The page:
Sandrine Plannte poses by her sculpture Ma, Second Wife.
Photo by Grigor Khachatryan.
“Keep the past alive.”
Through her sculptures, artist Sandrine Plante retells the story of her ancestors. “My work shows the history of our ancestors and of slavery in particular,” she explains. “I portray the kings and queens of Africa, and the rituals and beliefs.” At the age of 8, she discovered that clay could be used as a medium for artistic expression. Her parents encouraged her to be an artist and through the years, she practiced and has become a respected self-taught artist. After going to university to study art history, Sandrine was an apprentice to sculpturist Jean Chauchard and trained in the studio of the late Gigi Guadagnucci in Massa, Italy. As Sandrine continued to develop her skills, she began to discover her artistic style and voice. She would preserve the aesthetic of realism in her work. She would use “anatomic drawings” to understand the detail of the human body. Sandrine says she was mostly fascinated by the bones and the “incredible machine of man.”
Sandrine Plante poses by her sculpture Le Négrier.
Photo by Grigor Khachatryan.
Sandrine’s devotion to her ancestor’s history is a personal one. She was born in the Puy-de-Dôme department of France in 1974 to a mother from Auvergne, France, and a father from Réunion Island. At the age of 15, after researching about the island and her father’s ancestry, Sandrine discovered she was a descendant of slaves. This would influence her to dedicate her art to the history of slavery from the 15th century to present day.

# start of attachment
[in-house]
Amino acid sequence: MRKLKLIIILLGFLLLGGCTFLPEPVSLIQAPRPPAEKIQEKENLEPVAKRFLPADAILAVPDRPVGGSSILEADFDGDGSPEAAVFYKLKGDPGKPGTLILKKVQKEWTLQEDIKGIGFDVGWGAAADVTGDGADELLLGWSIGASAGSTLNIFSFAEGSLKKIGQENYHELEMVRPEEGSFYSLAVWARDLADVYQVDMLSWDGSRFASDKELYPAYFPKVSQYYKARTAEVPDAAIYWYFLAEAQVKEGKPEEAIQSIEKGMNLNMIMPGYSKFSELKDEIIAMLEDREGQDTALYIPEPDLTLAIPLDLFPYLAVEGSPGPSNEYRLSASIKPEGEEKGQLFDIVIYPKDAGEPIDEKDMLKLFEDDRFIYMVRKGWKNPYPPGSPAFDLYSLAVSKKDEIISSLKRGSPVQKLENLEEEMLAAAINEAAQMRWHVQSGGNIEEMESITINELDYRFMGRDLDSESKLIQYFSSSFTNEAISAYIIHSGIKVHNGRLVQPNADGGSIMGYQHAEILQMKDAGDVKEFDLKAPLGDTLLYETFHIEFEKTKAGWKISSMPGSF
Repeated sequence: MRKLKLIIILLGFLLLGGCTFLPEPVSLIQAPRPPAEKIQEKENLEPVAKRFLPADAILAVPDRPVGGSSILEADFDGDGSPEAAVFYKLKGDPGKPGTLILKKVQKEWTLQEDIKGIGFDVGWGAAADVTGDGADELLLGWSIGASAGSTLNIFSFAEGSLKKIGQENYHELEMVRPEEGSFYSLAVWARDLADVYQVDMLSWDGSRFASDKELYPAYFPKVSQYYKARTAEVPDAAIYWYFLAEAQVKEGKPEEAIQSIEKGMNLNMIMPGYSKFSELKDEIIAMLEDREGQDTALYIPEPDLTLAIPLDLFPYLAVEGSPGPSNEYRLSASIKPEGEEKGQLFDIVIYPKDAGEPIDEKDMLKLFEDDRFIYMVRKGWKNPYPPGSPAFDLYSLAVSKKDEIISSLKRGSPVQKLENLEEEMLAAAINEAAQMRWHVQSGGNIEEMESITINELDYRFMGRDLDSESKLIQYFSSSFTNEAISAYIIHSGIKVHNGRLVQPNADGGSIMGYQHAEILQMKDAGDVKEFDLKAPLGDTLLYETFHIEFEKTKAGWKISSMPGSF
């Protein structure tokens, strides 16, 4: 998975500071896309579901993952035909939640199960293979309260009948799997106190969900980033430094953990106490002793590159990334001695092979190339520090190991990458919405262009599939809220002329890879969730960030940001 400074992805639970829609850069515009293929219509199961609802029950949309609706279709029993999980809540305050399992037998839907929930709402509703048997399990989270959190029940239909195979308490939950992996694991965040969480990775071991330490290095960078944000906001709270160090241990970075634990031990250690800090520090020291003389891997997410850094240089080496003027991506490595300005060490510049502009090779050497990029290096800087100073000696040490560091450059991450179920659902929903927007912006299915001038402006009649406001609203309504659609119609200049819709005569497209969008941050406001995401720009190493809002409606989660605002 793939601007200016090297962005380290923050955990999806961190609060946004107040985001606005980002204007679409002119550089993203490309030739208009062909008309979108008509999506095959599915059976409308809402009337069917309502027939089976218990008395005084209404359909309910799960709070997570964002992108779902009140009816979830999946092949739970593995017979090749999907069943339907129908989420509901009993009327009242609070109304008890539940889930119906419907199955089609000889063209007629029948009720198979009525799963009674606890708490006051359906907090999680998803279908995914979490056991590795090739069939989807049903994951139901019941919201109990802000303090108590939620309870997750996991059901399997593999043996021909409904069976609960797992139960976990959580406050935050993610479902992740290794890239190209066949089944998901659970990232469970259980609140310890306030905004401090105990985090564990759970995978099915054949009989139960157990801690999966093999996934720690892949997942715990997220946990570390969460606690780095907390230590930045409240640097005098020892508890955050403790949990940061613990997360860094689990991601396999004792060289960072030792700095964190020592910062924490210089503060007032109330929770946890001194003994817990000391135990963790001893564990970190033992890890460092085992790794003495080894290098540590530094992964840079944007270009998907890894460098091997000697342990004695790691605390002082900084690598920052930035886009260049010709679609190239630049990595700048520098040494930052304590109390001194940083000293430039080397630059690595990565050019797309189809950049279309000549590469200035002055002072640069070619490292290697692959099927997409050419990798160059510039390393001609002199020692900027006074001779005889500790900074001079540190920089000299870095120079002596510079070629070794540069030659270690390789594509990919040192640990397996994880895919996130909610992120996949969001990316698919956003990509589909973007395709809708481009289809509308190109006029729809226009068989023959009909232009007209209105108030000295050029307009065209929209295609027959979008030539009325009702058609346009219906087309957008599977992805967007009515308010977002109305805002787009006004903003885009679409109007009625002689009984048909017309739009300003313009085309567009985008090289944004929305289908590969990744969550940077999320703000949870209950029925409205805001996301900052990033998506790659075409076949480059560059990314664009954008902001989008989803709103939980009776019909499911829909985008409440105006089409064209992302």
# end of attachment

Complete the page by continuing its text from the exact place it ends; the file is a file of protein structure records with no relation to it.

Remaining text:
Her sculptures, born of clay and made of bronze resin, give context to the history of slavery. “They exist to prevent us from forgetting, to inform the young generations, to render homage in the most faithful way. I will not stop uttering this cry, as long as I – as a woman of my time in my country – have the possibility to do so,” Sandrine says.
Clockwise from top left: The Cry, Marron, and Capturer.
Photos courtesy of Sandrine Plante.
Clockwise from top left: Saliou, Matika, and Strange Fruit.
Photo courtesy of Sandrine Plante.
Sandrine’s work has been exhibited in her home country and abroad. She also would like her work to make an impact in the United States. Sandrine will soon have five sculptures placed in the Legacy Museum in Montgomery, Alabama. “There is so much to tell,” she says. “I would like my work to be in museums all over. Museums are places of memory. I want to collaborate with artists committed to humanistic causes—directors, actors, singers, dancers, and stylists. Our story is much bigger than us and the message must be universal.”
To learn more about Sandrine Plante, visit her website and follow her on Facebook and Instagram. To purchase Sandrine’s work, visit la-galerie-maronages.com/boutique/.